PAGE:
Lars Vilks, Lars Hedegaard, and Rabbi Jon Hausman were interviewed yesterday (Monday, 10/5/2010) by Helen Glover of WHJJ 920 AM, Providence, about the sorry state of free speech in the West as we capitulate to Islamic intimidation over the Medieval dictates of Sharia-based “blasphemy” law.

Rabbi Hausman’s matter-of-fact description of the security measures that Mr. Vilk’s brief visit to the Boston area entailed, are particularly chilling.

Lars Vilks is the Swedish artist whose Muhammad sketch triggered both Al-Qaeda death fatwas and a thwarted assassination plan by American convert to Islam, “Jihad Jane”. Lars Hedegaard is a Danish journalist and writer who founded the Danish Free Press Society.

Link to the interviews, here:

Iran’s secret pipeline into the U.S.

Iran’s secret pipeline into the U.S.

August 18, 2010 – 5:02am

AP: a5bae176-185b-4b86-a2c3-55708af8f7cd

FILE — In a Feb. 11, 2008 file photo Iranian President Mahmoud Ahmadinejad, speaks during a rally to celebrate the 29th anniversary of the 1979 Islamic Revolution at Azadi Square, Tehran, Iran. (AP Photo/Hasan Sarbakhshian/file)

J.J. Green, wtop.com
WASHINGTON – Iran Air 744 is a bimonthly flight that originates in Tehran and flies directly to Caracas with periodic stops in Beirut and Damascus. The maiden flight was Feb. 2, 2007.

The mere existence of the flight was a significant concern for U.S. intelligence officials, but now a broader concern is who and what are aboard the flights.

“If you [a member of the public] tried to book yourself a seat on this flight and it doesn’t matter whether it’s a week before, a month before, six months before — you’ll never find a place to sit there,” says Offer Baruch, a former Israeli Shin Bet agent.

Baruch, now vice president of operations for International Shield, a security firm in Texas, says the plane is reserved for Iranian agents, including “Hezbollah, the Revolutionary Guard (IRGC) and other intelligence personnel.”

Current and former U.S. intelligence official fear the flight is a shadowy way to move people and weapons to locations in Latin America that can be used as staging points for retaliatory attacks against the U.S. or its interests in the event Iranian nuclear sites are struck by U.S. or Israeli military forces.

“My understanding is that this flight not only goes from Caracas to Damascus to Tehran perhaps twice a month, but it also occasionally makes stops in Lebanon as well, and the passengers on that flight are not processed through normal Venezuelan immigrations or customs. They are processed separately when they come into the country,” says Peter Brookes, senior fellow for National Security Affairs at the Heritage Foundation.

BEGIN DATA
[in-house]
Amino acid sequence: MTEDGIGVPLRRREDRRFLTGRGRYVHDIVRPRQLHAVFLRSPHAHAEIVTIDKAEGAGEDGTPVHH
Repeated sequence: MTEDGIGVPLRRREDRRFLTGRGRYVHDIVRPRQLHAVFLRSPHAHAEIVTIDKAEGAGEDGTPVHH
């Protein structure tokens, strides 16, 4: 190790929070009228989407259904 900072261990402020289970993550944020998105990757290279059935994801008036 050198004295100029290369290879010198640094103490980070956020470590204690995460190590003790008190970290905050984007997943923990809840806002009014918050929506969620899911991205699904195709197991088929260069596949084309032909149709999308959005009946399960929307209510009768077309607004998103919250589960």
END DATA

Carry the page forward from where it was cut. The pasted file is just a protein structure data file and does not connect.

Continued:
The 16-hour flight typically leaves Tehran and stops at Damascus International Airport (DAM), which is Syria’s busiest. In 2009, almost 4.5 million passengers used the airport.

After a 90-minute layover, the flight continues the remaining 14 hours to Venezuela’s Caracas Maiquetía International Airport (CCS). Upon arrival, the plane is met by special Venezuelan forces and sequestered from other arrivals.

“It says that something secretive or clandestine is going on that they don’t want the international community to know about,” says Brookes, a former deputy assistant defense secretary for Asian and Pacific Affairs and CIA employee.

“The fact that there is a flight is of course of interest, but the fact that not anybody can gain access to this flight or buy a ticket for that flight is of particular curiosity and should be of concern to the United States.”

In addition to speculation about who is aboard, there are significant concerns that the Boeing 747SP airplane might be transporting uranium to Tehran on the return flight. The U.S. government has enacted strong sanctions against Iran because of its nuclear program and there are worries the flight might provide an opportunity to skirt the embargo against materials that might be used for the program.

“Clearly, Iran has been a sponsor of Hezbollah, and clearly Hezbollah profits from this relationship,” former CIA Director Michael J. Hayden says.

“It would be too much to say that Hezbollah is a puppet of the Iranian state, but one way of looking at this relationship is that the Iranian state might rely on Hezbollah as a strategic weapon — its weapon for global reach.”

Hayden, now a principle in the Chertoff Group, says the CIA has been aware of the activities for several years.

“Fundamentally, the thing that first and very solidly caught our attention at the Agency was the inauguration of direct air flight between the two capitals. Here was a conduit that people could travel from Iran into the Western Hemisphere, into Latin America in a way that would be very difficult for American intelligence services to detect and to understand.

“Right there at that very simple level, just the direct flight is something that we would be and should be concerned about.”

Brookes says the passengers “may not even need visas because they are special passengers. That obviously is of concern because there is no transparency about who the people are coming in and going out of the country. Of course there is concern that these folks may be Iranian special agents.”